spaceSpace and Physics

First Observations Of Contracting White Dwarf Shine Light On Early Days Of The Objects


Dr. Alfredo Carpineti

Senior Staff Writer & Space Correspondent

clockNov 15 2017, 17:04 UTC

Artist's impression of the contracting white dwarf. FRANCESCO MEREGHETTI 

An international team of scientists led by researchers at Lomonosov Moscow State University (MSU) has observed for the first time a contracting white dwarf. While this phenomenon is expected in very young white dwarfs, this set of observations will help astronomers better understand what’s going on.

The discovery was possible because the white dwarf is in a very special setup. It orbits a companion star and is stealing material. As the material begins to orbit the white dwarf, it's heated up and emits X-rays. 


"Thanks to this discovery, astrophysicists will be able to study and evaluate the evolution patterns of young white dwarfs – and successfully look for similar systems in the galaxy," lead author Sergei Popov from the MSU, said in a statement

The paper has been published in the Monthly Notices of the Royal Astronomical Society.

The astronomers estimate that the white dwarf spins on itself every 13 seconds. Every year, however, this rotation decreases by about 7 nanoseconds. By the law of conservation of angular momentum, if the spin is increasing, the white dwarf must be shrinking.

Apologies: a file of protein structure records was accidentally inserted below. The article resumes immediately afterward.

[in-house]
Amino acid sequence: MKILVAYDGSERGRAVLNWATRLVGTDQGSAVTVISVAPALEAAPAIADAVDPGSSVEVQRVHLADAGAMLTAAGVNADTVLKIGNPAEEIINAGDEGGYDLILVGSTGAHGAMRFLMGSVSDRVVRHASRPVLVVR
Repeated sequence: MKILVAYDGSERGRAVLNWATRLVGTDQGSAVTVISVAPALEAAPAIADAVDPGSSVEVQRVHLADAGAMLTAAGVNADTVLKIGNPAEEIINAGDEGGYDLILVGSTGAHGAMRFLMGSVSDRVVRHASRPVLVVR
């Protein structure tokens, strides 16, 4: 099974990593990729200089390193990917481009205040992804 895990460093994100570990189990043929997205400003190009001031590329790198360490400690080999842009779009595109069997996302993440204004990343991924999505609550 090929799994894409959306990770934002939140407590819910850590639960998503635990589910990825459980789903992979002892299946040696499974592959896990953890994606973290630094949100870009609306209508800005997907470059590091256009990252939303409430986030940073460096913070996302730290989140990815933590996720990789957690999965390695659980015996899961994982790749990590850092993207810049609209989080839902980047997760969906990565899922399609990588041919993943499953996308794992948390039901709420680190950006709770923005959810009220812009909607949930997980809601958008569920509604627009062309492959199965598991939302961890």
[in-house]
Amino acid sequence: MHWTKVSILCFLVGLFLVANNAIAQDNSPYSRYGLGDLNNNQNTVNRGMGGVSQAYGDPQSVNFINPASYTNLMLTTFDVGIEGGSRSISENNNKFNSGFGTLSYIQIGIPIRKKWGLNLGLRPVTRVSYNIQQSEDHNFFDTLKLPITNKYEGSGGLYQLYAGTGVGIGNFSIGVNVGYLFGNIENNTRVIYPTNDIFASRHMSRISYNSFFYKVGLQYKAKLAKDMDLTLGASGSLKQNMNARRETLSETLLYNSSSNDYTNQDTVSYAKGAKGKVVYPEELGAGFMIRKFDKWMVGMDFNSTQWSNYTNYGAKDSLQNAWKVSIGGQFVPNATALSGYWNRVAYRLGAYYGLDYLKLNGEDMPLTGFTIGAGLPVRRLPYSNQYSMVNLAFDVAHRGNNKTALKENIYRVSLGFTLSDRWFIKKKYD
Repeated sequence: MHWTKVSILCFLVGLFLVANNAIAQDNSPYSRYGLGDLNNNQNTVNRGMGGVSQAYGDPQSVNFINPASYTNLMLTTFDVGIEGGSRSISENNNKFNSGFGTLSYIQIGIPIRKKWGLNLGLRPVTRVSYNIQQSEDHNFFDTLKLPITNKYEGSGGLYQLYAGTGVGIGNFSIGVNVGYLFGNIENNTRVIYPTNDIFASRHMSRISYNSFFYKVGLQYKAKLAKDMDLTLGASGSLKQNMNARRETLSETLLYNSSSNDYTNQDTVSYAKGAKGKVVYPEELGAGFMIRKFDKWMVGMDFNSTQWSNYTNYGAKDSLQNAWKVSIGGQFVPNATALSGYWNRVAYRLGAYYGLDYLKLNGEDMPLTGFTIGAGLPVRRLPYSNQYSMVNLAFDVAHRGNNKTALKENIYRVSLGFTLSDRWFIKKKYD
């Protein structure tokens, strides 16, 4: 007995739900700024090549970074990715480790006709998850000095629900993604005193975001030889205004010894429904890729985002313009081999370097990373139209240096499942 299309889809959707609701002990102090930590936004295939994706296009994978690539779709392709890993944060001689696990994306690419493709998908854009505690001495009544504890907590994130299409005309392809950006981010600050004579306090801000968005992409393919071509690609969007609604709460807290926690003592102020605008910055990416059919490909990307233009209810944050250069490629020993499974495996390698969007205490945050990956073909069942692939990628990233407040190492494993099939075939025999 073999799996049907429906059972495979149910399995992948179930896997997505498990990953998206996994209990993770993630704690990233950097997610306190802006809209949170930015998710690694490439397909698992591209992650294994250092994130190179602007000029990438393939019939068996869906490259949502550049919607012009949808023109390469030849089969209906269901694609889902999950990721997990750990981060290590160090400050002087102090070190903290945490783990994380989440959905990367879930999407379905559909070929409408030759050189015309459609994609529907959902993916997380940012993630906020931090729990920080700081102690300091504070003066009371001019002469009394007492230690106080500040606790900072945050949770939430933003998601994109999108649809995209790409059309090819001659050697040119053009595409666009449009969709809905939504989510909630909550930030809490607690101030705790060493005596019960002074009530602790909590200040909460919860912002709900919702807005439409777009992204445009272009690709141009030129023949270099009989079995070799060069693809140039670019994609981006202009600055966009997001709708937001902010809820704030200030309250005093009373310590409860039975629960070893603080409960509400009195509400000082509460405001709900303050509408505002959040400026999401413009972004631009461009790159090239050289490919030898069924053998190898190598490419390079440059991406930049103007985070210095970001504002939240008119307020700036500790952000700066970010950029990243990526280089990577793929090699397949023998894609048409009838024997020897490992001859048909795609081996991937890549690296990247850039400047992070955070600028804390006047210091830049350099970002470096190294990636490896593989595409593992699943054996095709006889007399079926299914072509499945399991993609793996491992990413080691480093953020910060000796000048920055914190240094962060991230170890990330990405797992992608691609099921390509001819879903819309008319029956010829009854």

This estimate was possible thanks to 20 years of observations of the system called HD49798/RX J0648.0-4418, which is located 2,000 light-years away. The white dwarf is heavier than the Sun, but it has collapsed into a much denser object. It has a radius as small as 5,000 kilometers (3,100 miles), which is less than the Earth.

The astronomers estimate that the white dwarf is about 2 million years old and has a contraction rate of about one centimeter per year. This is the expected rate for a white dwarf that's so young.

"For decades it has been theoretically clear that that young white dwarfs are contracting," Popov explained. "Yet, that very phase of contraction has never been observed ‘in real time’. We should thank the uniqueness of the binary system under study: the white dwarf was literally illuminated (due to the accretion of matter from the neighboring star). But it was highlighted so neatly that the accreting matter did not affect its rotation – an extremely rare phenomenon! In other similar systems, accretion is much more powerful: it determines how the white dwarf rotates, which makes it impossible to notice the beauty of contraction."


White dwarfs form when medium-sized stars, like our Sun, have reached the end of their lives and have blown out most of their gas.

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